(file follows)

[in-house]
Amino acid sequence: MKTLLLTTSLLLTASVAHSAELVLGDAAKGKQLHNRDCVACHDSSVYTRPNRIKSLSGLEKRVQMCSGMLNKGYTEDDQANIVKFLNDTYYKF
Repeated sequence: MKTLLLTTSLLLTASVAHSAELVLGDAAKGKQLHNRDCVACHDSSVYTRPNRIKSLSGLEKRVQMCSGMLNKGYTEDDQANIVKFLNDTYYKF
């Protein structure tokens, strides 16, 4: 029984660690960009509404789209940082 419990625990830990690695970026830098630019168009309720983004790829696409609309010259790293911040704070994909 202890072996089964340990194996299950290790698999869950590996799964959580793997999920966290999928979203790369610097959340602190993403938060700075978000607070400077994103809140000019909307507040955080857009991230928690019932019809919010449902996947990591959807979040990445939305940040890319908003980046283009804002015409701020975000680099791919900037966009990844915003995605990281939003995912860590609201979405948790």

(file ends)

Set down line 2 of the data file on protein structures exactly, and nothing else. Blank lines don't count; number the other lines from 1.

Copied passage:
Amino acid sequence: MKTLLLTTSLLLTASVAHSAELVLGDAAKGKQLHNRDCVACHDSSVYTRPNRIKSLSGLEKRVQMCSGMLNKGYTEDDQANIVKFLNDTYYKF